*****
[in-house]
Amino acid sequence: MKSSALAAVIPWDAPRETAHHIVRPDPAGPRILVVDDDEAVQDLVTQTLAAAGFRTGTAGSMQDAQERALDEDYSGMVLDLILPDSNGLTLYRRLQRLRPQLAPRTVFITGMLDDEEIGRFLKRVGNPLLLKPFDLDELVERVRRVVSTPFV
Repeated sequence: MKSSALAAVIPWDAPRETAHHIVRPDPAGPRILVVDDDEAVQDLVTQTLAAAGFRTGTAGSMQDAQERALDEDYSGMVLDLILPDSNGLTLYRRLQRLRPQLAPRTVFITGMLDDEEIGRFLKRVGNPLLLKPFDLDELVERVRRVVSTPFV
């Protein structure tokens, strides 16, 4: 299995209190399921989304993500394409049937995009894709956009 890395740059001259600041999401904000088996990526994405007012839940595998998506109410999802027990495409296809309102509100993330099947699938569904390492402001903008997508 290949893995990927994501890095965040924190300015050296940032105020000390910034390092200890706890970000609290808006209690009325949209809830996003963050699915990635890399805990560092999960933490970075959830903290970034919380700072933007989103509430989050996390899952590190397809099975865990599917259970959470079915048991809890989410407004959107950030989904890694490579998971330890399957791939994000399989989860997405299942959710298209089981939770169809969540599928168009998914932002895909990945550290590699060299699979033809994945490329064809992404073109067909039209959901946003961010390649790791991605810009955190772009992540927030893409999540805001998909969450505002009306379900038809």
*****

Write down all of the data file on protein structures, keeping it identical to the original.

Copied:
[in-house]
Amino acid sequence: MKSSALAAVIPWDAPRETAHHIVRPDPAGPRILVVDDDEAVQDLVTQTLAAAGFRTGTAGSMQDAQERALDEDYSGMVLDLILPDSNGLTLYRRLQRLRPQLAPRTVFITGMLDDEEIGRFLKRVGNPLLLKPFDLDELVERVRRVVSTPFV
Repeated sequence: MKSSALAAVIPWDAPRETAHHIVRPDPAGPRILVVDDDEAVQDLVTQTLAAAGFRTGTAGSMQDAQERALDEDYSGMVLDLILPDSNGLTLYRRLQRLRPQLAPRTVFITGMLDDEEIGRFLKRVGNPLLLKPFDLDELVERVRRVVSTPFV
């Protein structure tokens, strides 16, 4: 299995209190399921989304993500394409049937995009894709956009 890395740059001259600041999401904000088996990526994405007012839940595998998506109410999802027990495409296809309102509100993330099947699938569904390492402001903008997508 290949893995990927994501890095965040924190300015050296940032105020000390910034390092200890706890970000609290808006209690009325949209809830996003963050699915990635890399805990560092999960933490970075959830903290970034919380700072933007989103509430989050996390899952590190397809099975865990599917259970959470079915048991809890989410407004959107950030989904890694490579998971330890399957791939994000399989989860997405299942959710298209089981939770169809969540599928168009998914932002895909990945550290590699060299699979033809994945490329064809992404073109067909039209959901946003961010390649790791991605810009955190772009992540927030893409999540805001998909969450505002009306379900038809």